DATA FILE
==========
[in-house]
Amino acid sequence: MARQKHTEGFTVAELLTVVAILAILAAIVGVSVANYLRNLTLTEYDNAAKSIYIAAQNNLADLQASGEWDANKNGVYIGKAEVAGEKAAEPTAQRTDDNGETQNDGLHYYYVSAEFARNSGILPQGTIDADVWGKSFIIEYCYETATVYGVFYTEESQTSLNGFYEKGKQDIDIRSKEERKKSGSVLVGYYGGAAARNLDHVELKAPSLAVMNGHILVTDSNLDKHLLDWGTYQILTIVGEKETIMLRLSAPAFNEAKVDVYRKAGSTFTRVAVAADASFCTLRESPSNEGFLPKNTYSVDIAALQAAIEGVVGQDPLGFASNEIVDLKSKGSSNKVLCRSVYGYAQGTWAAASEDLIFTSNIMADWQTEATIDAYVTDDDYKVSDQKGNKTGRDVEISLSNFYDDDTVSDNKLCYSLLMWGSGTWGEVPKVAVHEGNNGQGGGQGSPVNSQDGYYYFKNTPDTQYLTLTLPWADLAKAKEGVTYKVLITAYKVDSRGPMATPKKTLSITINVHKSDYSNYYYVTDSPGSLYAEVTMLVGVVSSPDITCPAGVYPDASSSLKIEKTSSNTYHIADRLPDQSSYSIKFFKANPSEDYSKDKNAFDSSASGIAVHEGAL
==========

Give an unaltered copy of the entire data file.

[in-house]
Amino acid sequence: MARQKHTEGFTVAELLTVVAILAILAAIVGVSVANYLRNLTLTEYDNAAKSIYIAAQNNLADLQASGEWDANKNGVYIGKAEVAGEKAAEPTAQRTDDNGETQNDGLHYYYVSAEFARNSGILPQGTIDADVWGKSFIIEYCYETATVYGVFYTEESQTSLNGFYEKGKQDIDIRSKEERKKSGSVLVGYYGGAAARNLDHVELKAPSLAVMNGHILVTDSNLDKHLLDWGTYQILTIVGEKETIMLRLSAPAFNEAKVDVYRKAGSTFTRVAVAADASFCTLRESPSNEGFLPKNTYSVDIAALQAAIEGVVGQDPLGFASNEIVDLKSKGSSNKVLCRSVYGYAQGTWAAASEDLIFTSNIMADWQTEATIDAYVTDDDYKVSDQKGNKTGRDVEISLSNFYDDDTVSDNKLCYSLLMWGSGTWGEVPKVAVHEGNNGQGGGQGSPVNSQDGYYYFKNTPDTQYLTLTLPWADLAKAKEGVTYKVLITAYKVDSRGPMATPKKTLSITINVHKSDYSNYYYVTDSPGSLYAEVTMLVGVVSSPDITCPAGVYPDASSSLKIEKTSSNTYHIADRLPDQSSYSIKFFKANPSEDYSKDKNAFDSSASGIAVHEGAL